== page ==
I’m lucky, I know that. I have a partner who always has my back no matter what happens. I have someone who will take care of me when I can’t do it on my own. When Joe has his operation, the tables will turn. It will be me taking care of him, and I will give it my all, just the way he has done for me. I’ll make sure he knows he’s loved, safe, and never alone through the recovery process.

Like blueberry and lemon, we balance each other out and make a pretty great team. Thank you, thank you, thank you to my partner forever. I’ll always be your biggest fan.

Ciao for now,

Neen

First Snow Simmer: Avgolemono Soup

16 Nov

Winter weather decided to make an appearance this week, and with it came icy roads, sleet, and other generally good reasons to hibernate. What better accompaniment to nasty weather than chicken soup? I had noooo wish to go to the store and face everyone panic-buying bread and milk, so I decided to go for something that was simple, comforting, and a good use of some of the random odds and ends hanging around my refrigerator and freezer. After poking my head in there, I was pleasantly reminded of almost two containers of leftover rice from Chinese food and some lemons I’d zested for a recipe but not juiced. This of course, screamed avgolemono soup.

Avgolemono (egg and lemon) is a delicious Greek chicken soup that sort of reminds me of stracciatella. For Italian/Sicilian stracciatella, you beat eggs and parmesan cheese together and then whisk them into chicken broth with pastina, spinach, and meatballs. The Greek version of egg drop soup is a little bit different. Instead of pastina there is rice, the meatballs are replaced with chicken, and rather than beating the eggs with cheese, they are beaten together with lemon juice. The biggest difference however, is that in stracciatella the beaten eggs are poured directly into the soup and form what look like little rags. In avgolemono, the eggs are first tempered with a few ladles of the broth to create a smooth, creamy texture when the egg is added to the overall pot of soup.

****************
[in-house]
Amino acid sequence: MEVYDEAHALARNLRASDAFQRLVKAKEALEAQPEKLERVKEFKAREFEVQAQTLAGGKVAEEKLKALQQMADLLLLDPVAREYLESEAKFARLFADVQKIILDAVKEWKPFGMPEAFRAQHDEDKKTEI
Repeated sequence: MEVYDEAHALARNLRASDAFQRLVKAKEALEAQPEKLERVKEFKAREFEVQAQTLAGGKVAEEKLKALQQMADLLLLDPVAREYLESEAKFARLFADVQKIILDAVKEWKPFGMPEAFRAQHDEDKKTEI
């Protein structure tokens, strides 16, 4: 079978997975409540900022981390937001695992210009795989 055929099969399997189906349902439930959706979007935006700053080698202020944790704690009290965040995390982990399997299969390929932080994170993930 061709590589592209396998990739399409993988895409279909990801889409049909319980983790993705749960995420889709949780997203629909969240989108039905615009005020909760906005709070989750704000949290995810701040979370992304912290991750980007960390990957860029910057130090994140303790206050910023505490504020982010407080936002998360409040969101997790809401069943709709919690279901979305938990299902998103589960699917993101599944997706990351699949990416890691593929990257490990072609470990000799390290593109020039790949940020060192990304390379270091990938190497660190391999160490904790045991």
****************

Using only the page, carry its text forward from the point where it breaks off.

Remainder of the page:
What’s truly awesome about this soup is how few ingredients you need to make it. At the end of the day, it’s just chicken, eggs, lemon, rice, and broth. Our method is what will make the magic. So let’s get to it!

Avgolemono Soup

1 ½ lbs. chicken breast, cut into tenders
1-2 cups cooked rice
4 eggs
Juice from 2 lemons
7 cups chicken broth or stock

First, cook your chicken. You can do this any number of ways, but since I like shredded chicken for this soup, I use my pressure cooker.

Season the chicken with salt, pepper, and oregano, and then put it in the pressure cooker with whatever odds and ends of vegetables you may have. I had some celery, carrots, parsley, onion pieces, and a few chicken wing tips. Add 2 cups of water, broth, or stock, and then seal the pot and cook at high pressure for 20 minutes. Release the pressure naturally or using a quick release function, remove and shred the chicken, and strain the liquid to use as part of the broth for your soup.

Bring the broth/stock to a boil in a large pot and then add the rice.

Beat the eggs and lemon juice together, and then whisk a ladle of broth into the egg mixture.

Whisk 3 more ladles in, and then add the mixture to the pot of soup, along with the shredded chicken.

Simmer 5-10 minutes and then season with salt and black pepper to taste.

How easy is that? The chicken, rice, and eggs make this a surprisingly hearty soup alongside some warm bread. It’s creamy and savory, with just a slight tang from the lemon juice. Perfect for a winter day (or a fall day acting like winter, in my case). So as we move toward the colder months, maybe make a batch of this and pop a few containers in the freezer to have whenever you’re feeling the chill. Happy soup-sipping!

Ciao for now,

Neen